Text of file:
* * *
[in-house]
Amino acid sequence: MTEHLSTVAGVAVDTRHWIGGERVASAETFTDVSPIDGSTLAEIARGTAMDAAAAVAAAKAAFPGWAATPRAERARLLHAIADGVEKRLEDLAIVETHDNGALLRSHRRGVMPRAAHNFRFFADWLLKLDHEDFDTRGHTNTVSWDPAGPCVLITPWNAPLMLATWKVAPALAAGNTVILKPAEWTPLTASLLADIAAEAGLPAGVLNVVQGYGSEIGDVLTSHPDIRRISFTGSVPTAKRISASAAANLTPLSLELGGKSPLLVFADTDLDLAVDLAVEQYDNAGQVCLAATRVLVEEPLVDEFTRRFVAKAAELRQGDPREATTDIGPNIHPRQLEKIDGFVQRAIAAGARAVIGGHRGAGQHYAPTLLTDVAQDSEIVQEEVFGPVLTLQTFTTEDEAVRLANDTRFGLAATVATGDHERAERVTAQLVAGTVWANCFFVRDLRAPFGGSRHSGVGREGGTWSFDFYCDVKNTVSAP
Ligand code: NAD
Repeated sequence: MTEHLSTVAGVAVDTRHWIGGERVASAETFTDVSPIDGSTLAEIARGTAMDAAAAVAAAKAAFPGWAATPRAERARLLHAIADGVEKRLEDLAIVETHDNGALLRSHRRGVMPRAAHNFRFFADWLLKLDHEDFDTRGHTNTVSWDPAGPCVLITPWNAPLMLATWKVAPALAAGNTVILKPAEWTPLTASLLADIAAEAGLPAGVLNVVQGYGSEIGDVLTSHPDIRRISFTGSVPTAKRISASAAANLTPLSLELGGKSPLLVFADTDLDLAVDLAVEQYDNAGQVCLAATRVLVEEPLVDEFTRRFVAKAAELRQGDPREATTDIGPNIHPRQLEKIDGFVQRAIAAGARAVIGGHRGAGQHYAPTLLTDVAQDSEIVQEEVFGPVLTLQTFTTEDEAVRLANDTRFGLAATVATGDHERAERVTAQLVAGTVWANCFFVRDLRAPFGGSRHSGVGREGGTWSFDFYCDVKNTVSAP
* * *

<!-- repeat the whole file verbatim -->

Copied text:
[in-house]
Amino acid sequence: MTEHLSTVAGVAVDTRHWIGGERVASAETFTDVSPIDGSTLAEIARGTAMDAAAAVAAAKAAFPGWAATPRAERARLLHAIADGVEKRLEDLAIVETHDNGALLRSHRRGVMPRAAHNFRFFADWLLKLDHEDFDTRGHTNTVSWDPAGPCVLITPWNAPLMLATWKVAPALAAGNTVILKPAEWTPLTASLLADIAAEAGLPAGVLNVVQGYGSEIGDVLTSHPDIRRISFTGSVPTAKRISASAAANLTPLSLELGGKSPLLVFADTDLDLAVDLAVEQYDNAGQVCLAATRVLVEEPLVDEFTRRFVAKAAELRQGDPREATTDIGPNIHPRQLEKIDGFVQRAIAAGARAVIGGHRGAGQHYAPTLLTDVAQDSEIVQEEVFGPVLTLQTFTTEDEAVRLANDTRFGLAATVATGDHERAERVTAQLVAGTVWANCFFVRDLRAPFGGSRHSGVGREGGTWSFDFYCDVKNTVSAP
Ligand code: NAD
Repeated sequence: MTEHLSTVAGVAVDTRHWIGGERVASAETFTDVSPIDGSTLAEIARGTAMDAAAAVAAAKAAFPGWAATPRAERARLLHAIADGVEKRLEDLAIVETHDNGALLRSHRRGVMPRAAHNFRFFADWLLKLDHEDFDTRGHTNTVSWDPAGPCVLITPWNAPLMLATWKVAPALAAGNTVILKPAEWTPLTASLLADIAAEAGLPAGVLNVVQGYGSEIGDVLTSHPDIRRISFTGSVPTAKRISASAAANLTPLSLELGGKSPLLVFADTDLDLAVDLAVEQYDNAGQVCLAATRVLVEEPLVDEFTRRFVAKAAELRQGDPREATTDIGPNIHPRQLEKIDGFVQRAIAAGARAVIGGHRGAGQHYAPTLLTDVAQDSEIVQEEVFGPVLTLQTFTTEDEAVRLANDTRFGLAATVATGDHERAERVTAQLVAGTVWANCFFVRDLRAPFGGSRHSGVGREGGTWSFDFYCDVKNTVSAP